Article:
For today's tech-savvy consumers, patient-centric care begins before they step foot in the doctor's office, hospital or clinic. It starts with the patient trawling the web for provider reviews and ratings. But until recently, online options for scheduling appointments were few and far between.
That's unacceptable to today's impatient consumers. "Millennials don't even want to pick up the phone," said Travis Moore, senior vice president of market solutions for Kyruus, a company that makes software for scheduling and matching patients to providers.
Providers are responding by partnering with online scheduling services. That's a boon for patients and providers alike, as the former experience shorter wait times and the latter improve efficiency and patient satisfaction.
But the practice is still not widespread. About a fifth of appointments were self-scheduled in 2016, according to Accenture, up from 9% in 2015. There's also evidence that many providers are moving backward on wait times. According to a 2017 Merritt Hawkins survey of physicians' offices in 15 major cities, the average wait time for a new patient is 24 days, up 30% since 2014.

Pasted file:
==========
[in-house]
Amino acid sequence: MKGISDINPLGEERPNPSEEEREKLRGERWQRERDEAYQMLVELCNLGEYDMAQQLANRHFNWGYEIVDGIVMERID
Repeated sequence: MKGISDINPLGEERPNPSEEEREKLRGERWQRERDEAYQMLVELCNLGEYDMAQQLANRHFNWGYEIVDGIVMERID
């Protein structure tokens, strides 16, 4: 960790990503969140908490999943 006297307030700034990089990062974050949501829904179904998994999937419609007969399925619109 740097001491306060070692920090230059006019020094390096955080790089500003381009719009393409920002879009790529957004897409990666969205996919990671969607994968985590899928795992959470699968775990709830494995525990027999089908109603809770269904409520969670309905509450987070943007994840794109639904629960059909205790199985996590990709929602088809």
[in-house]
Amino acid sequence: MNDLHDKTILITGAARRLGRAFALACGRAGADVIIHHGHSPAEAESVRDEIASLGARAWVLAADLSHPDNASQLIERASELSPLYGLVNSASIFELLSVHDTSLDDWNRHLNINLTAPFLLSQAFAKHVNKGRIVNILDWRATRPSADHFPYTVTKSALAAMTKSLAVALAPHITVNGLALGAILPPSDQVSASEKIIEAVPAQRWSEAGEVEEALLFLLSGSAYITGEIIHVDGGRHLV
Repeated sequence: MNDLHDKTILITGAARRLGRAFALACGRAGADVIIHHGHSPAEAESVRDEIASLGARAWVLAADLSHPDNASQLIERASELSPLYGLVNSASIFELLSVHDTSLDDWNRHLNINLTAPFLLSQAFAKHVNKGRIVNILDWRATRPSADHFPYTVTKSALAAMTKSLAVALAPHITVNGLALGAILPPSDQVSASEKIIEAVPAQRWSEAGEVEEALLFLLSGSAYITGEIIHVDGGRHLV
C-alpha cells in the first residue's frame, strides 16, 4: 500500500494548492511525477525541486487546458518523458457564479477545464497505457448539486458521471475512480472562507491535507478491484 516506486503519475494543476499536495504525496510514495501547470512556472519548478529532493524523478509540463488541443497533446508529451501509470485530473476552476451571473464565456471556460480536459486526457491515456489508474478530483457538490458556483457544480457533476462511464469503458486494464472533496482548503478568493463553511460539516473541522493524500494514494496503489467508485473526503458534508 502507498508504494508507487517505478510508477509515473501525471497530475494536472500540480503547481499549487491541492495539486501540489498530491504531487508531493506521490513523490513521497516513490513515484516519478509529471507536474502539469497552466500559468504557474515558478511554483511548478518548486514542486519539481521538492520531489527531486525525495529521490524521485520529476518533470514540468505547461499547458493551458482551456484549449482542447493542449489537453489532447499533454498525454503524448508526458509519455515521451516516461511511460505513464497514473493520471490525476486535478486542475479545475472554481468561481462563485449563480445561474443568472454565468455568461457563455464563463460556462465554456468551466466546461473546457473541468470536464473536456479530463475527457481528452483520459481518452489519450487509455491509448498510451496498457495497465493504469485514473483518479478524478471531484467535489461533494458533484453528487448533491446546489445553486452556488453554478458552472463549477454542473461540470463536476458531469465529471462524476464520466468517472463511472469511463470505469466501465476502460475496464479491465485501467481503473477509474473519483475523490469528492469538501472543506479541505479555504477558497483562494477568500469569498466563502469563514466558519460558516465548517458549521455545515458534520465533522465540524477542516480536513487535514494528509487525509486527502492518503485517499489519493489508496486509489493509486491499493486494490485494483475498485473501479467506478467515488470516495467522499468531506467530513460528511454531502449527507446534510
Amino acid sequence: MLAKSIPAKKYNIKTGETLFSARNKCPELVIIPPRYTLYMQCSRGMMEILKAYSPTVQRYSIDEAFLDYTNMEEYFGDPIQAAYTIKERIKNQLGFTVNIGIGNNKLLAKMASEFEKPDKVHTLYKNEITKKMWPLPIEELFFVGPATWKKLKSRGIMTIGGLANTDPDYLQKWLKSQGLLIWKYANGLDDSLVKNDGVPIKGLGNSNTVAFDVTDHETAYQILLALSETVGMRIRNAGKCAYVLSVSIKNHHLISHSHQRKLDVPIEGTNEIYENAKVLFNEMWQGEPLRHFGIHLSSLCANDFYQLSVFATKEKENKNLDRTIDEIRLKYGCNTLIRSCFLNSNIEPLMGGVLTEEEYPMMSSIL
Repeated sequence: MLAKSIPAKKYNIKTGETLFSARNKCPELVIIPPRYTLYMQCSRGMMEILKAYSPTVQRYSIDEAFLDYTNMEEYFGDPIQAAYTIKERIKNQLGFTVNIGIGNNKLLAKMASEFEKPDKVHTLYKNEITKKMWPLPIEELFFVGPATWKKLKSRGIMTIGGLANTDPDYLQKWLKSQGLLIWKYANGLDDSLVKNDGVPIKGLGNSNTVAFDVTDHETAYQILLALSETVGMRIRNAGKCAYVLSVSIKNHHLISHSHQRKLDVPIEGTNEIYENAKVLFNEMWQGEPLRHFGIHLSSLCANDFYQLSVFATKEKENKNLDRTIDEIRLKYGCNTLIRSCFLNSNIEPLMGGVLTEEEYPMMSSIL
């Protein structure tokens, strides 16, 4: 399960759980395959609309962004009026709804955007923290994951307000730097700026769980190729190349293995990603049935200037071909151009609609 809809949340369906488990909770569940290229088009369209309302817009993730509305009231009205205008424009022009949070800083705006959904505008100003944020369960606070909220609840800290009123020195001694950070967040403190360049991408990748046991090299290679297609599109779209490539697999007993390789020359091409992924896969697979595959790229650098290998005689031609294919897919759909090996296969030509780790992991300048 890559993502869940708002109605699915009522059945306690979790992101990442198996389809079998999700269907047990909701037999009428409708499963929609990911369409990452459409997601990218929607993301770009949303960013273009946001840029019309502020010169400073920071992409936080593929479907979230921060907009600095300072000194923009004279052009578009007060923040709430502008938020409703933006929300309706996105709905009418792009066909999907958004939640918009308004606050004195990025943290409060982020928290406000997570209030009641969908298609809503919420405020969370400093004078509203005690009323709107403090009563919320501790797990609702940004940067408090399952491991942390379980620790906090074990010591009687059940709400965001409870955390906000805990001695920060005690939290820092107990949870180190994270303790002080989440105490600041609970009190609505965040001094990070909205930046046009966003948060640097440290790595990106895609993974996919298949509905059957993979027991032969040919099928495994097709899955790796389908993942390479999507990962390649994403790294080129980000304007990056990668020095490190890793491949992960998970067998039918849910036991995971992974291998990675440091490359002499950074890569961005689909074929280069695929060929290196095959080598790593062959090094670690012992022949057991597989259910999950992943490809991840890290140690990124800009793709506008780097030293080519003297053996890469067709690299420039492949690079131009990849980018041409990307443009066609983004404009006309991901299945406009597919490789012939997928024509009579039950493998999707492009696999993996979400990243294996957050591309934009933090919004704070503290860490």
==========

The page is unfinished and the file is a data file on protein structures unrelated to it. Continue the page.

All that may soon change. "Consumers expect in healthcare the simplicity and convenience they get from other industries," said Brian Kalis, managing director of digital health for Accenture.
By 2019, the consulting firm predicts, 64% of patients will schedule appointments digitally at U.S. health systems, compared with just 34% in 2016. The firm also predicts that all the top 100 U.S. health systems will provide digital self-scheduling.
For some, this is already a reality. Every month, 6 million patients use Zocdoc, an online scheduling service that launched in 2007. Providers pay a subscription fee to be listed on Zocdoc, which then syncs with their practice management software, finds appointment availability, and, in some cases, directly writes the appointments into their calendars.